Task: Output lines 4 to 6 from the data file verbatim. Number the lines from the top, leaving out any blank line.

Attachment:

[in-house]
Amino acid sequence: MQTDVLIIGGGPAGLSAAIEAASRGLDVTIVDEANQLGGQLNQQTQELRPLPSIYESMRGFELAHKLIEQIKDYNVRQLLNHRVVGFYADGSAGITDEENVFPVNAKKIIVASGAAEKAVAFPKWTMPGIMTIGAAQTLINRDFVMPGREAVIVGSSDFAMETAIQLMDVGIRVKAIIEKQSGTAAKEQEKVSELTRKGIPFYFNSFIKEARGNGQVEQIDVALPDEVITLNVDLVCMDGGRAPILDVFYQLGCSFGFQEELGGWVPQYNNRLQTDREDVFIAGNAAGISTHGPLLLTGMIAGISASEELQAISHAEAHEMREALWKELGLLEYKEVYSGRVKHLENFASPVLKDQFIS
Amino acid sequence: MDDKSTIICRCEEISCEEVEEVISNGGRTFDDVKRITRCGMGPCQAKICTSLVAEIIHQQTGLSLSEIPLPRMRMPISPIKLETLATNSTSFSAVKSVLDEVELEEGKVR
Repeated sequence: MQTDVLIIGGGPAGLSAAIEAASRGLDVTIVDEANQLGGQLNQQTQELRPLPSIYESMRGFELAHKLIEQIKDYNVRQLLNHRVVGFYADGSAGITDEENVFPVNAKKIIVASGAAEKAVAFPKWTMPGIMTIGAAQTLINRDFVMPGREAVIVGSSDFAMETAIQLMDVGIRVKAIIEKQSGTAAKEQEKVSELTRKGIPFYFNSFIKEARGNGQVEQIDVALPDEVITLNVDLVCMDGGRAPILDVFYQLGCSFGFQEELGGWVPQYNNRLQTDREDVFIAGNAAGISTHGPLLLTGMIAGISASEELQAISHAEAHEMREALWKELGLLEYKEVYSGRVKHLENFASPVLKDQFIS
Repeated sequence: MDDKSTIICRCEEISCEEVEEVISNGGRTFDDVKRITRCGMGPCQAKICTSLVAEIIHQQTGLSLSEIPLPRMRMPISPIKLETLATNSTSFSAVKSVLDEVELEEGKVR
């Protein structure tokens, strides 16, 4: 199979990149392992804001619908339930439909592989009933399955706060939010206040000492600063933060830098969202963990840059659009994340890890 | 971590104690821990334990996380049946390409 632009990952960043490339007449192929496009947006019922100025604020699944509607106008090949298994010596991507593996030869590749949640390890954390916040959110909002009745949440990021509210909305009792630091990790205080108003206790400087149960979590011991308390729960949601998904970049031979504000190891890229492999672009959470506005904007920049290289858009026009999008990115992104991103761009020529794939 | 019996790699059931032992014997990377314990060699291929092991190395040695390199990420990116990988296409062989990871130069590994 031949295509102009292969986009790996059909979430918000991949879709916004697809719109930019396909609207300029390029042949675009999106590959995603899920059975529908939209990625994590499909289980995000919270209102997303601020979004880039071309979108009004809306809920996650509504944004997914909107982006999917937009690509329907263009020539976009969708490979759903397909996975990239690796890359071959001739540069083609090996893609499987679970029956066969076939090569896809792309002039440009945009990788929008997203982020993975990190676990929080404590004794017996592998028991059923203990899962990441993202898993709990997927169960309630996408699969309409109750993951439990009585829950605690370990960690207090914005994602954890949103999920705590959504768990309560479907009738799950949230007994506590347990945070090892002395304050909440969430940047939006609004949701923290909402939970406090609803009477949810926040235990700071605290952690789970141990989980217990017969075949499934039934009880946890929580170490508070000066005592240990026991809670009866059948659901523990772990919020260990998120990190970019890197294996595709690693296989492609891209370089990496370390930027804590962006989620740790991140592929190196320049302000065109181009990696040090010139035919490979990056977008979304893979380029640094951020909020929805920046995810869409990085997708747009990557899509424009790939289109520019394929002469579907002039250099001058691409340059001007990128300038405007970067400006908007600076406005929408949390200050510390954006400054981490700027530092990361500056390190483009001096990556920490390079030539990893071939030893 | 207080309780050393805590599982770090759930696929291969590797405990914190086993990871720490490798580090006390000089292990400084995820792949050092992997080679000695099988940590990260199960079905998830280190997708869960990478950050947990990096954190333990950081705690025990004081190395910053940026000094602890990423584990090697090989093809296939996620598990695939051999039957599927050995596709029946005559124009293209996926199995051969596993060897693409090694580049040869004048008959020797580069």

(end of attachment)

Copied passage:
Repeated sequence: MQTDVLIIGGGPAGLSAAIEAASRGLDVTIVDEANQLGGQLNQQTQELRPLPSIYESMRGFELAHKLIEQIKDYNVRQLLNHRVVGFYADGSAGITDEENVFPVNAKKIIVASGAAEKAVAFPKWTMPGIMTIGAAQTLINRDFVMPGREAVIVGSSDFAMETAIQLMDVGIRVKAIIEKQSGTAAKEQEKVSELTRKGIPFYFNSFIKEARGNGQVEQIDVALPDEVITLNVDLVCMDGGRAPILDVFYQLGCSFGFQEELGGWVPQYNNRLQTDREDVFIAGNAAGISTHGPLLLTGMIAGISASEELQAISHAEAHEMREALWKELGLLEYKEVYSGRVKHLENFASPVLKDQFIS
Repeated sequence: MDDKSTIICRCEEISCEEVEEVISNGGRTFDDVKRITRCGMGPCQAKICTSLVAEIIHQQTGLSLSEIPLPRMRMPISPIKLETLATNSTSFSAVKSVLDEVELEEGKVR
């Protein structure tokens, strides 16, 4: 199979990149392992804001619908339930439909592989009933399955706060939010206040000492600063933060830098969202963990840059659009994340890890 | 971590104690821990334990996380049946390409 632009990952960043490339007449192929496009947006019922100025604020699944509607106008090949298994010596991507593996030869590749949640390890954390916040959110909002009745949440990021509210909305009792630091990790205080108003206790400087149960979590011991308390729960949601998904970049031979504000190891890229492999672009959470506005904007920049290289858009026009999008990115992104991103761009020529794939 | 019996790699059931032992014997990377314990060699291929092991190395040695390199990420990116990988296409062989990871130069590994 031949295509102009292969986009790996059909979430918000991949879709916004697809719109930019396909609207300029390029042949675009999106590959995603899920059975529908939209990625994590499909289980995000919270209102997303601020979004880039071309979108009004809306809920996650509504944004997914909107982006999917937009690509329907263009020539976009969708490979759903397909996975990239690796890359071959001739540069083609090996893609499987679970029956066969076939090569896809792309002039440009945009990788929008997203982020993975990190676990929080404590004794017996592998028991059923203990899962990441993202898993709990997927169960309630996408699969309409109750993951439990009585829950605690370990960690207090914005994602954890949103999920705590959504768990309560479907009738799950949230007994506590347990945070090892002395304050909440969430940047939006609004949701923290909402939970406090609803009477949810926040235990700071605290952690789970141990989980217990017969075949499934039934009880946890929580170490508070000066005592240990026991809670009866059948659901523990772990919020260990998120990190970019890197294996595709690693296989492609891209370089990496370390930027804590962006989620740790991140592929190196320049302000065109181009990696040090010139035919490979990056977008979304893979380029640094951020909020929805920046995810869409990085997708747009990557899509424009790939289109520019394929002469579907002039250099001058691409340059001007990128300038405007970067400006908007600076406005929408949390200050510390954006400054981490700027530092990361500056390190483009001096990556920490390079030539990893071939030893 | 207080309780050393805590599982770090759930696929291969590797405990914190086993990871720490490798580090006390000089292990400084995820792949050092992997080679000695099988940590990260199960079905998830280190997708869960990478950050947990990096954190333990950081705690025990004081190395910053940026000094602890990423584990090697090989093809296939996620598990695939051999039957599927050995596709029946005559124009293209996926199995051969596993060897693409090694580049040869004048008959020797580069």